As more and more consumers are shopping with mobile apps, fraudsters are following the money. There are fake phone apps popping up that impersonate well-known retailers in order to steal your personal information. Their names are similar to well-known brands, and their descriptions promise enticing deals or features.But these fraudulent apps can take your credit card or bank information. Some fake apps may even install malware onto your phone and demand money from you to unlock it.
Do you have faux fur on your holiday wish list – maybe a jacket, hat or throw? It turns out that some faux fur is actually real fur, but manufacturers and retailers say it’s fake. And misleading people is against the law.
To control this kind of targeted advertising, you might take steps like deleting cookies, limiting ads through your device settings, or downloading different ad networks’ opt-out cookies. But what if an advertising company kept tracking you anyway — despite the steps you took to control it?
In the summer of 2015, the FTC won its lawsuit against thirty-two telemarketers including Money Now Funding LLC. The defendants took more than $7 million from people through a work-at-home scam. They told people they could earn money by referring local merchants to a non-existent money-lending service. The scammers claimed their “business opportunities” would yield up to $3,000 per month, but only after people paid $499 for the business opportunity and thousands of dollars more for business leads.
If you’re doing business with a car dealer that advertises 100-plus-point inspections for its used cars, you’d expect the dealer to make it clear if some of those cars had open recalls for safety defects, right?
Assistant Director, Division of Consumer and Business Education, FTC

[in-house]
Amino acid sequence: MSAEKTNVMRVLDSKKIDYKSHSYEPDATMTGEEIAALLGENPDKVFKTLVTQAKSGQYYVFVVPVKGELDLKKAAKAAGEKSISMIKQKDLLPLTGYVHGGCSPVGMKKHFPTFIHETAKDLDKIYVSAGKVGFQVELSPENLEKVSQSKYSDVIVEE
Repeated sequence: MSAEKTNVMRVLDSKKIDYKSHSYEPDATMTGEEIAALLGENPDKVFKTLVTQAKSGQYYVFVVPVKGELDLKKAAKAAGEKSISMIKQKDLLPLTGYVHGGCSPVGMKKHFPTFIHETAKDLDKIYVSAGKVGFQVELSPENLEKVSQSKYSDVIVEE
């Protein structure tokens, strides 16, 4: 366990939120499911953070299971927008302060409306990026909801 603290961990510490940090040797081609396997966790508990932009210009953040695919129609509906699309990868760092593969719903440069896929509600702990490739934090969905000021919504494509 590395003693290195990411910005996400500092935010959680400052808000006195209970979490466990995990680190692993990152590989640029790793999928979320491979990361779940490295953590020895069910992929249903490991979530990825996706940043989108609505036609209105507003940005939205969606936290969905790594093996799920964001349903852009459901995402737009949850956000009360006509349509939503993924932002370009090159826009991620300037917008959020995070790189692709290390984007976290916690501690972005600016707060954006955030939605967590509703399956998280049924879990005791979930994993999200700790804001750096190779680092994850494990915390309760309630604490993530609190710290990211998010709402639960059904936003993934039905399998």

You might have read about the FTC’s case against Vemma Nutrition Company, a business “opportunity” with pitches that promised big money from selling an energy drink. In 2015, the FTC filed suit, alleging that Vemma was running an illegal pyramid scheme and targeting college students.
Lots of people choose a college to boost their earning potential. So it might have been appealing if you came across an ad from DeVry claiming that 90 percent of graduates actively seeking employment landed jobs in their field within six months of graduation. And that DeVry bachelor’s degree graduates, on average, had 15 percent higher incomes one year after graduation than the graduates of all other colleges or universities.
In the hustle and bustle of the holiday season, it pays to slow down and take some precautions when shopping online. You see, the FTC has recently seen a spike of complaints about online retailers who didn’t deliver goods when they said they would, or didn’t deliver them at all. Late or no-show deliveries can make for less-than-jolly holidays. So here are a few tips to help make your online shopping merry and bright.
Apps can add convenience to your daily routine, keep you organized, and help you learn something new — but only if they provide accurate information. If you’re planning to use an app to monitor health conditions — like your blood pressure — talk with your doctor or health care professional first.
Today, the FTC is returning more than $88 million to AT&T customers who were charged by other companies for “premium text message services.” These charges appeared on AT&T phone bills even though the customers hadn’t agreed to the charges — that’s according to the FTC, the Federal Communications Commission, all 50 states and the District of Columbia. In fact, many people weren’t even aware they had been paying — up to $9.99 per month — for services like ringtones, wallpapers, and text message subscriptions.